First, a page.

I entered politics to play my part in helping society to progress towards a life of security for all. However, subsequent events have shown me that our Labour Council does not share my enthusiasm (Hornsey Journal, 10 November 1967).

Wigley stood as a “People’s Candidate”, with tenants backing, in one of the subsequent by-elections. Page was his election agent. He polled 498 votes against 831 for the Labour winner and 399 for the Tory.

In February this year two members of the Hornsey party’s general management committee (Mr. and Mrs. Wells) resigned from the Labour party. Said Mrs. Wells:

   The last straw really was the recent economy measures, particularly the prescription charges which seemed to be the final proof of non-socialism in the Government (Hornsey Journal, 16 February 1968).

Meanwhile, those still left in the Hornsey party were considering a suggestion, pushed by the chairman (Caffoor) and secretary (Hinchliff) of their youth section, to break with the national party. Caffoor and Hinchliff wrote:

  The time has come when Labour Party members must stand and fight for democracy inside the Labour movement. This will not be done by passing anaemic resolutions, but only by the constituency Labour parties organising collectively against the repeated betrayal by the Labour Government of specific electoral policies of the Labour Party, and fighting for the implementation of these policies. This is why we shall be moving a motion at the Hornsey party meeting next month which calls for disaffiliation by all the constituency parties from the national organisation in the event of the National Executive Committee refusing to dissociate the Labour Party from those Government policies which contravene the declared policies of the Labour Party (Hampstead and Highgate Express, 23 February 1968).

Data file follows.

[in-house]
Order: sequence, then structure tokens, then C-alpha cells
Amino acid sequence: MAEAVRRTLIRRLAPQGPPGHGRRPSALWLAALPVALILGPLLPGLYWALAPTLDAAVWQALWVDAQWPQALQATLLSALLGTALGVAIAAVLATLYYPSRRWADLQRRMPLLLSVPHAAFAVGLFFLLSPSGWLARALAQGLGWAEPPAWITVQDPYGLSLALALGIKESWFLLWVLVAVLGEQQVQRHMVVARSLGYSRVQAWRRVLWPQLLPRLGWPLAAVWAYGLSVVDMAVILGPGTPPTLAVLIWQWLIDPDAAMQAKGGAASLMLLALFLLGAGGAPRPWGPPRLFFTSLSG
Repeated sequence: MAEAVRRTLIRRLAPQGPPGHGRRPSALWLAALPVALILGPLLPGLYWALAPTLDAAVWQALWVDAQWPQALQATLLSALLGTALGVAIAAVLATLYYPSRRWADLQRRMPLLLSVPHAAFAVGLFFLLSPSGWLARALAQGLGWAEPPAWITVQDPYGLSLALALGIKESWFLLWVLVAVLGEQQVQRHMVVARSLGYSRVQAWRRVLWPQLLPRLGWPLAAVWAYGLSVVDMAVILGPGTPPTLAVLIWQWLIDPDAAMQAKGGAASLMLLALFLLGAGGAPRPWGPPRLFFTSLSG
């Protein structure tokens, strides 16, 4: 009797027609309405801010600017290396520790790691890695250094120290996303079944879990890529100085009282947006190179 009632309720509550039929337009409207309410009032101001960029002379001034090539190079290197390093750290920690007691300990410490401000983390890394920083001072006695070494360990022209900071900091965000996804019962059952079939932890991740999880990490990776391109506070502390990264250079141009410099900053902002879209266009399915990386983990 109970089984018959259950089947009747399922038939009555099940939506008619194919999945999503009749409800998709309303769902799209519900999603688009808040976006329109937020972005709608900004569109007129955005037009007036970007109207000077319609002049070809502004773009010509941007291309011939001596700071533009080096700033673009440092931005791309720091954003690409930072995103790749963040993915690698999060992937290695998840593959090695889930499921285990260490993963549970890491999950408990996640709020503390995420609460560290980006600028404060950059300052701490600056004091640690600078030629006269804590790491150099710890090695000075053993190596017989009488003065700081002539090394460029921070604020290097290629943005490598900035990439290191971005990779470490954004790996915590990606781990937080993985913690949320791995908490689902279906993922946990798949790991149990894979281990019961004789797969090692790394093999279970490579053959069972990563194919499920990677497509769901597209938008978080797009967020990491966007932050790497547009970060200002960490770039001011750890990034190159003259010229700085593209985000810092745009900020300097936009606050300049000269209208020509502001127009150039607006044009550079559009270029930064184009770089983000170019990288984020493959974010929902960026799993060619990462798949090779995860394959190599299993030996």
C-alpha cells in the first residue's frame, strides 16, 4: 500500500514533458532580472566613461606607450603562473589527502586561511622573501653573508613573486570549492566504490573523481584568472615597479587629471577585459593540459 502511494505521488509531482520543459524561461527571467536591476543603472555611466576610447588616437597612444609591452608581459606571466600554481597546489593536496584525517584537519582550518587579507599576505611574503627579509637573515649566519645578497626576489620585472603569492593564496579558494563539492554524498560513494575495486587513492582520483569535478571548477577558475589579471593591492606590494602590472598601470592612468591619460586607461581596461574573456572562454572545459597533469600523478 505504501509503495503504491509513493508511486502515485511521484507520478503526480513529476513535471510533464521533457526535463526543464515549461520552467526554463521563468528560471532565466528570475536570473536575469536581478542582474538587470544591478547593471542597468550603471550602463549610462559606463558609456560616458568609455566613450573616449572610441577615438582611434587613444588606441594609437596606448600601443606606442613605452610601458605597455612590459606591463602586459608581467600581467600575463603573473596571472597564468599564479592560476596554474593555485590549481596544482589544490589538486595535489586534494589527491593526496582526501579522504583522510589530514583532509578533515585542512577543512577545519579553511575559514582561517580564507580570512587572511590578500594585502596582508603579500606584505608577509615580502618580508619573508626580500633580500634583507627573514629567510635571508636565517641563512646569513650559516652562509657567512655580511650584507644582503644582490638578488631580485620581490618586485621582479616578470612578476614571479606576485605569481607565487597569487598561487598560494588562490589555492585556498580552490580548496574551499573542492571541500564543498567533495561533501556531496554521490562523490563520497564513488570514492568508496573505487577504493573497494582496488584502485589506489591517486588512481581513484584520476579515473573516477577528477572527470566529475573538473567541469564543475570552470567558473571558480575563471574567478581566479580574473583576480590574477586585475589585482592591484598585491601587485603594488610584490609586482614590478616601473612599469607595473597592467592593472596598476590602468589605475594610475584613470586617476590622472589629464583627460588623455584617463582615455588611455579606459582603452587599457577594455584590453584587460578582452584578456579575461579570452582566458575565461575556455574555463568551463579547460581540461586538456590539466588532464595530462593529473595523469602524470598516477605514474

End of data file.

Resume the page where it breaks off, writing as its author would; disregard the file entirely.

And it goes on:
But the night this was to be discussed another morale-shattering blow fell—Labour’s colour bar Commonwealth Immigrants Act. The meeting adjourned to lobby the Tory MP for Hornsey. To no avail. The racist measure went through. As a result two more councillors (Mrs. Dines and D. J. Ding) resigned both from the Council and the Labour party. Mrs. Dines pointed out:

   The Immigration Bill introduces two classes of citizens, one white and one coloured, and for this country that is the most foolish thing the Government could have done. Lots of people think the immigrants are inferior to start with, and this Bill is endorsing their views (Hornsey Journal 8 March 1968).

One of Labour’s local council candidates, Ulric Thompson, an immigrant from Guyana, also withdrew in protest. Finally, at the end of March Councillor Norris gave up:

   I felt I could no longer support a party introducing measures which hit the working classes and which were not being resisted by the local party. As regards the two main parties, it’s now a choice between Tweedledum and Tweedledee—they are both the same (Tottenham Herald, 22 March 1968).

And what did boring-from-within achieve? And don’t let us forget that those who are now getting out of the Labour Party, in telling workers to vote for that party, must share some of the blame for its actions.

Adam Buick